On May 30, 2017, New York City Mayor Bill de Blasio signed legislation to implement predictive scheduling for non-salaried fast food employees in New York City. This law requires that employers post a worker’s schedule 14 days in advance. If a schedule is changed with less than 14 days notice, an employer must pay a premium. This creates a private right of action for employees with his or her employer. The legislation will take effect in 180 days.
What employers must understand about predictive scheduling legislation:
- It requires that an employer provide at least 14 days notice to an employee regarding his or her scheduled shift.
- It requires that an employer provide at least 14 days notice to an employee regarding any changes that are made to his or her schedule. This includes any shift reductions, on-call adjustments, or any other adjustments to an employee’s shift schedule for a particular workday.
Predictive scheduling benefits employees by providing them with consistency in his or her work schedule, as well as providing notice of their schedule in order to plan for future occurrences. This allows an employee to prepare ahead of time for things such as childcare or school. While predictive scheduling is very beneficial to employees, it may have an adverse effect on a businesses’ ability to remain flexible.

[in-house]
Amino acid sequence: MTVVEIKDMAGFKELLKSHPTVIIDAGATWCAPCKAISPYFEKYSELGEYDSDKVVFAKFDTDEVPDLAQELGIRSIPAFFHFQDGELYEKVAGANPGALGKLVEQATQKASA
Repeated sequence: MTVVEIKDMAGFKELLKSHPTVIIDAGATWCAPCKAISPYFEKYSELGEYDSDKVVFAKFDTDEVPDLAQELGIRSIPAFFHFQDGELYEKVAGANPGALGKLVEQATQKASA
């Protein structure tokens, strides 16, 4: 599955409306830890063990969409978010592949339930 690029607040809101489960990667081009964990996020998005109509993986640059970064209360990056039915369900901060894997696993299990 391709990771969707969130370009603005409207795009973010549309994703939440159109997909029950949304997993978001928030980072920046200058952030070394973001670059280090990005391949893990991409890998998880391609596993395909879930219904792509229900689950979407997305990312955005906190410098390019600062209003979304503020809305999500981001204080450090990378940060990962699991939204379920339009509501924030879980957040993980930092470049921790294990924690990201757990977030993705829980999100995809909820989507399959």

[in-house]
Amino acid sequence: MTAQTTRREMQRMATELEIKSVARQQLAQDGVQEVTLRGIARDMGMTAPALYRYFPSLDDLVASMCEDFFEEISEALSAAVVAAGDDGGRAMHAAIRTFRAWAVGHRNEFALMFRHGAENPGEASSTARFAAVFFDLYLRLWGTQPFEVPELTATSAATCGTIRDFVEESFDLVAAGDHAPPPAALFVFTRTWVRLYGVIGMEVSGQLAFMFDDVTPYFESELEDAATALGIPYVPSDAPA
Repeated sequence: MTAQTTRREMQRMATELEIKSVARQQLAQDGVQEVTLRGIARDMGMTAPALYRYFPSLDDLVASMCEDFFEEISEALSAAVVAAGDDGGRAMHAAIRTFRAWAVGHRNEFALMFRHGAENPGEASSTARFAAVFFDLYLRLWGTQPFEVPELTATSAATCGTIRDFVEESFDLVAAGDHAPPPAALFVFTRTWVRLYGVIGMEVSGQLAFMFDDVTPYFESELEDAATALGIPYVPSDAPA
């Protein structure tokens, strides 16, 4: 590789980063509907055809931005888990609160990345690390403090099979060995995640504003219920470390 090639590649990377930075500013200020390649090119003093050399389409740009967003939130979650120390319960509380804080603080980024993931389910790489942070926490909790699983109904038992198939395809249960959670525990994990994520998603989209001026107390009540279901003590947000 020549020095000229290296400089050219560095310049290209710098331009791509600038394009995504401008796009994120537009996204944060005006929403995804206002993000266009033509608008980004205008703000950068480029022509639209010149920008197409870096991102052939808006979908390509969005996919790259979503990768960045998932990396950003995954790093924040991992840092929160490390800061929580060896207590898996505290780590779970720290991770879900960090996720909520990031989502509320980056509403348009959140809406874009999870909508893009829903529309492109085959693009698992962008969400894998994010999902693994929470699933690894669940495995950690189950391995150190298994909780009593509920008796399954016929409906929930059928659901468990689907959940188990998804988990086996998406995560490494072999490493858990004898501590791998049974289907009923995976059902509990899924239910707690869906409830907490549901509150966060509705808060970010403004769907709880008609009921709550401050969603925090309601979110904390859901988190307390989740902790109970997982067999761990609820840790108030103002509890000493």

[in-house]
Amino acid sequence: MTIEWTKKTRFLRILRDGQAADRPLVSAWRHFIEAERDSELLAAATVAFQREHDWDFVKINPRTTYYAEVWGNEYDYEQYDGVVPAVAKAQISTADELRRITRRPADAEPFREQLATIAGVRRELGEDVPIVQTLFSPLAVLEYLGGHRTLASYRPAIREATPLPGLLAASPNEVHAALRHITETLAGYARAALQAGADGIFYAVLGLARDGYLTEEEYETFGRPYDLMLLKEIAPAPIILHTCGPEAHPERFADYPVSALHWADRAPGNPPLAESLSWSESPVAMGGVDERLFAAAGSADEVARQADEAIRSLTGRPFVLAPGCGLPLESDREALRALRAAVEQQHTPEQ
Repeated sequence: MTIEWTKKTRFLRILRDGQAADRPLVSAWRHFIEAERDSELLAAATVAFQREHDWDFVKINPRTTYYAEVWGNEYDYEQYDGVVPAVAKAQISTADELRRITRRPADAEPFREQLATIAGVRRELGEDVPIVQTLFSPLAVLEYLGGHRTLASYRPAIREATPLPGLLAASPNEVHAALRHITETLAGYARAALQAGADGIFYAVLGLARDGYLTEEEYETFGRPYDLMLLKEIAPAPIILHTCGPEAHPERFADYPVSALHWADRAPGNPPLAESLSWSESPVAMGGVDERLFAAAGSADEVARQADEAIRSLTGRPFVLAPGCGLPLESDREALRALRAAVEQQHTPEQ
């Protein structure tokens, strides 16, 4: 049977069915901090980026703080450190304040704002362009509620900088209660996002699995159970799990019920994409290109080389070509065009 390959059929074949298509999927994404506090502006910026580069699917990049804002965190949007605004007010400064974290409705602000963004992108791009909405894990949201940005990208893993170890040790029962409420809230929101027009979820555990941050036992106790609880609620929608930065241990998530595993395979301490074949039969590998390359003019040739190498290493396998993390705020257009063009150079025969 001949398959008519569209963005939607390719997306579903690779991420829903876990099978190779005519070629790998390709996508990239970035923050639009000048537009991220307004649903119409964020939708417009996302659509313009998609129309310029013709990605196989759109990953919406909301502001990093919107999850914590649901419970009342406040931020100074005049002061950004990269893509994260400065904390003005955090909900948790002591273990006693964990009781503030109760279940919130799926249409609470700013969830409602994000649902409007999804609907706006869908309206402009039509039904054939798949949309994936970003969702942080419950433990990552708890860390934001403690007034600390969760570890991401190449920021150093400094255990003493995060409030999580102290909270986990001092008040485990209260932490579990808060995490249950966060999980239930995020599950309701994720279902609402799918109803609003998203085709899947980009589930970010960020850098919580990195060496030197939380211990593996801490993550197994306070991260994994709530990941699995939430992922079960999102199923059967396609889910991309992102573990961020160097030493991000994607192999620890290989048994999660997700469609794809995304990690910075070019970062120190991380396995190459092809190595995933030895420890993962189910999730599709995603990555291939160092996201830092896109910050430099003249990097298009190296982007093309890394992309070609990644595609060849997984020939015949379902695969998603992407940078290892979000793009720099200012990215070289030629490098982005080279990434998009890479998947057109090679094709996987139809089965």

It is imperative that employers pay close attention to all legislation in order to remain compliant with the ever-changing rules and regulations that may be impressed upon businesses. While the new legislation does not take effect for 180 days, it is important to get a head start in order to combat some of the challenges that may arise in complying with the the new law.
If you have concerns regarding employment law issues, contact the New York employment law attorney Steven Mitchell Sack to protect your rights. Call Steven Mitchell Sack, “The Employee’s Lawyer,” at (917) 371-8000 or email him at sms@StevenSack.com.